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HOME > NEWS > Daily News > Gambling Is A Right of Free People

Gambling Is A Right of Free People

5 May 1998

In a special survey conducted by the Gallup organization for "Psychology Today" magazine, it was found that nearly one in four American men and one in eight women can be expected to gamble in some way on the next Super Bowl. Furthermore, according to the report by the federal Commission on the Review of the National Policy Toward Gambling, two-thirds of all Americans have gambled, and some 80% of us approve of legitimized gambling as a means of collecting taxes.

A study by clinical psychologist Julian Tabor and psychology technician James Wright was conducted while they were assigned to the compulsive gamblers' unit of Veterans' Medical Center, Brecksville, Ohio. From their research, Tabor estimates that as much as $250 billion per year is being bet on sports alone, and that the total being wagered on all types of illegal betting may be twice that much. Wright claims the amount being bet tends to be grossly underestimated by the general public. (Most estimates fall between $50 billion and $150 billion per year.)

Nevertheless, our right to gamble has been purposefully and systematically denied by law. Proponents of anti-gambling laws are quick to cite the so-called terrible consequences of compulsive gambling. They cite horror stories of people afflicted with an uncontrollable compulsion to gamble ("Gambleholics" is the latest fashionable term.) They tell about people who neglect their families and generally ruin their lives, much like drug addicts or alcoholics.

But has gambling actually been shown to be a sickness? Igor Kusyszyn, a psychologist at York University in Canada, investigated the results of five different psychological studies that compared people who gamble with people who did not. All five of the studies came to the same conclusion: There are no significant differences.

Kusyszyn was not satisfied and decided to do his own research. Teamed with another psychologist, Roxanne Rutter, he focused especially on heavy gamblers. Using the Personality Research Form and the Personality Inventory developed by Douglas Jackson, they compared men who gambled an average of 19 hours per week with non-gamblers and with light gamblers.

Kusyszyn and Rutter also concluded that heavy gamblers are as psychologically sound as non-gamblers. Moreover, their findings indicate that light gambling does not lead to heavy gambling. Light gamblers who had been gambling as long as 15 years had not become heavy gamblers. This particular conclusion agrees with a finding by Weinstein and Deitch that lottery players almost never put relatively large amounts money into the lottery. But how can one explain those people who truly cannot control their gambling? What about people who end up in groups with names like Gamblers Anonymous? Are these people victims of a genuine medical affliction, or not?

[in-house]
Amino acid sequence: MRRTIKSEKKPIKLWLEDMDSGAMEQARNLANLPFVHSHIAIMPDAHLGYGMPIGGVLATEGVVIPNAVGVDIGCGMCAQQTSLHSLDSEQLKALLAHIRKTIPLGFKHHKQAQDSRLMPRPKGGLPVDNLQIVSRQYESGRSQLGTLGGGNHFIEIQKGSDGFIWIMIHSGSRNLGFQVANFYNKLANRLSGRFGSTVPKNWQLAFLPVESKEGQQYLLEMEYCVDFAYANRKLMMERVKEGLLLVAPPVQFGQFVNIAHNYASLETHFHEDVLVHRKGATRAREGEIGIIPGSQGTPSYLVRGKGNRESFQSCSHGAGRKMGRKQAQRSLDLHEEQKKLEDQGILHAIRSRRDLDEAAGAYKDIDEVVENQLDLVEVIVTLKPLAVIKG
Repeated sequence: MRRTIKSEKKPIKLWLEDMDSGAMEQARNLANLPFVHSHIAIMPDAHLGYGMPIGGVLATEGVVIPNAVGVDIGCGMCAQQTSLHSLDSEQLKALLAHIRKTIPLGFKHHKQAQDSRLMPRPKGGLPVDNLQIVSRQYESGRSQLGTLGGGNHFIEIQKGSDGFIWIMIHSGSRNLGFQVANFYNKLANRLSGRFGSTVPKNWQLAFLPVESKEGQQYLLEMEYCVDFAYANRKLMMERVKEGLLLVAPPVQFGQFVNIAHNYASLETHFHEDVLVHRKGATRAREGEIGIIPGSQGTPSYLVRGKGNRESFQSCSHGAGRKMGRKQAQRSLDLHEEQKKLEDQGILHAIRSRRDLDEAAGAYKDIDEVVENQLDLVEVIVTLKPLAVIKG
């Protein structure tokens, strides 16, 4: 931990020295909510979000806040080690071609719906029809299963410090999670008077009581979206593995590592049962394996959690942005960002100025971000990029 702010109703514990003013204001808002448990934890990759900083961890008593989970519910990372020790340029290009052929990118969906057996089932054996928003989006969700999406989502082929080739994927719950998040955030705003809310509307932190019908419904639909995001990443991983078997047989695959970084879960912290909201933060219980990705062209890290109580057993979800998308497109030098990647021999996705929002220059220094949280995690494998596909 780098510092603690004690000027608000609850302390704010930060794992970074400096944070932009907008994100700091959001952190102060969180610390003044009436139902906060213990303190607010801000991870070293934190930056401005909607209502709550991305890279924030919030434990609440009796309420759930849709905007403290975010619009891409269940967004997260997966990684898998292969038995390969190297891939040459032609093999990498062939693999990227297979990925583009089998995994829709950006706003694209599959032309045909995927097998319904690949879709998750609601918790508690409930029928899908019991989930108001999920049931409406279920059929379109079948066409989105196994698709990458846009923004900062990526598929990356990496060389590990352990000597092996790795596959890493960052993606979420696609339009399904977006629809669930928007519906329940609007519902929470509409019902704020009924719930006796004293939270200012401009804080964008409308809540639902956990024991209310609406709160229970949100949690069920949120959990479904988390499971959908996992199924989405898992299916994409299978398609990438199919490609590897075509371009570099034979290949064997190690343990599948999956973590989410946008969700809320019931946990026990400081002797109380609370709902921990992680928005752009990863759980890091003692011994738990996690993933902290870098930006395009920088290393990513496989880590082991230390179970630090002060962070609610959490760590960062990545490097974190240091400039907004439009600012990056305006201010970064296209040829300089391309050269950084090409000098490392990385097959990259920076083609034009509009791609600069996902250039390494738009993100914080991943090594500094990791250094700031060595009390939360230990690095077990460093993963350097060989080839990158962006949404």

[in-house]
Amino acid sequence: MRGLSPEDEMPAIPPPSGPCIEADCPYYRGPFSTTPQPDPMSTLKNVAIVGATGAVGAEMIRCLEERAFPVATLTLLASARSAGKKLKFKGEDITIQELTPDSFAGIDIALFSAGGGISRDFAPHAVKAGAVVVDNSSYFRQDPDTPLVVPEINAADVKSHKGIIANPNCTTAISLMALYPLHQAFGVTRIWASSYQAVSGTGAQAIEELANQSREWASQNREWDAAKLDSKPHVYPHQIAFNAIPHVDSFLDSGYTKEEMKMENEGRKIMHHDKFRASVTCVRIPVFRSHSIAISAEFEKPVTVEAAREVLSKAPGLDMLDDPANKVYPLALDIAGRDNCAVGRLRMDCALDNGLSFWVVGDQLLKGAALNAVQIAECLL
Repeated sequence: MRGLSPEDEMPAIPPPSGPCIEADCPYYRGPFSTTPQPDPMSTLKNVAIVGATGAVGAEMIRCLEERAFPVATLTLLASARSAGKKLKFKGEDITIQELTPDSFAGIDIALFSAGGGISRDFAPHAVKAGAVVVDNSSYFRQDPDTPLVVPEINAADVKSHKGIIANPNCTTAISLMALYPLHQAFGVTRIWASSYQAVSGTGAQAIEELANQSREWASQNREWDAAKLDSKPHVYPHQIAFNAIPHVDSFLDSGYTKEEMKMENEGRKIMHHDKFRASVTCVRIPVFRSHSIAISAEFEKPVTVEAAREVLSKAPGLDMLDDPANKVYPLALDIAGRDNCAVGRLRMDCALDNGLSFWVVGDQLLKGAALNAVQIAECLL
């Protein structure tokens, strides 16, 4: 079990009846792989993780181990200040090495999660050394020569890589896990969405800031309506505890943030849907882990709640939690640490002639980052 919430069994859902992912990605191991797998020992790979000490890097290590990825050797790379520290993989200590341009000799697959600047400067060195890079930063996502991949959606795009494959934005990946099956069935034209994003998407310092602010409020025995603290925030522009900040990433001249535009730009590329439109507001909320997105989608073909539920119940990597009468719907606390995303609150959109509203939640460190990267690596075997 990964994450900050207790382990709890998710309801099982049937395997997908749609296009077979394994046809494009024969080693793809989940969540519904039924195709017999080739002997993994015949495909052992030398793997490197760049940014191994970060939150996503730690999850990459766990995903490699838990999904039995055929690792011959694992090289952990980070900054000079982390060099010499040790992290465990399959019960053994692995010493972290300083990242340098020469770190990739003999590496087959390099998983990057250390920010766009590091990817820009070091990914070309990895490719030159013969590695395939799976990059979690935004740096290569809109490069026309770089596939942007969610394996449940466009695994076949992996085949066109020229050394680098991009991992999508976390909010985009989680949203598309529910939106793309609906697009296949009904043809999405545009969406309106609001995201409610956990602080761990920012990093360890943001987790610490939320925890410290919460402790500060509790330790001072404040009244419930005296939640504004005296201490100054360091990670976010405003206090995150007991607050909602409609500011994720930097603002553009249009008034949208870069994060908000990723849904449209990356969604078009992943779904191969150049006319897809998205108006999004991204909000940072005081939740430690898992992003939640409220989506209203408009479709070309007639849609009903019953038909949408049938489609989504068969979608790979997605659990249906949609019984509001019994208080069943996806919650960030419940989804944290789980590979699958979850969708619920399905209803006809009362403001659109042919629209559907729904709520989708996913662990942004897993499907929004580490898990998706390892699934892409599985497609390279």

Probably so, but not at all for the reasons many people would have us believe. There is mounting evidence that certain people have what amounts to addiction-prone personalities. These people reach adulthood predisposed to becoming addicted to whatever happens to be handy. That could be gambling, of course, but it could also be food, alcohol, board games, or watching television... You name it. Many psychologists will agree, for example, that more people are addicted to credit cards than will ever be addicted to gambling.

In short, there are no legitimate objective studies that support the theory that gamblers—even those considered to be very heavy gamblers—are, as a group, morally or psychologically inferior to non-gamblers.

But why, then, are so many professional religionists upset by the prospect of legalized gambling? Why do they refuse to accept the results of study after study? No, there is no condemnation of gambling anywhere in the Bible, neither in the Old Testament nor in the New Testament. If your own religious guru claims otherwise, ask him to cite to you the passage. He cannot.

Let me repeat that: No one can produce a single verse of scripture that condemns gambling. In fact, one wonders if citing Biblical opposition to gambling might be tantamount to adding to the Bible, which is emphatically condemned in Revelations 22:18.

In Psychology Today, Jerome H. Skolnick puts forth this interesting scenario concerning professional religionists: "Gambling, much like the practice of religion, might provide a psychological solace for some people from the certainty of dying." He points out that both gambling and religion can give many people a sense of being in control of their own destiny. If such is the case, it is likely that for certain people, gambling may well be, or come to be, a preferable alternative to attending church. (Indeed, it has been shown that less than 30% of those people living in Las Vegas attend church even one time per year.)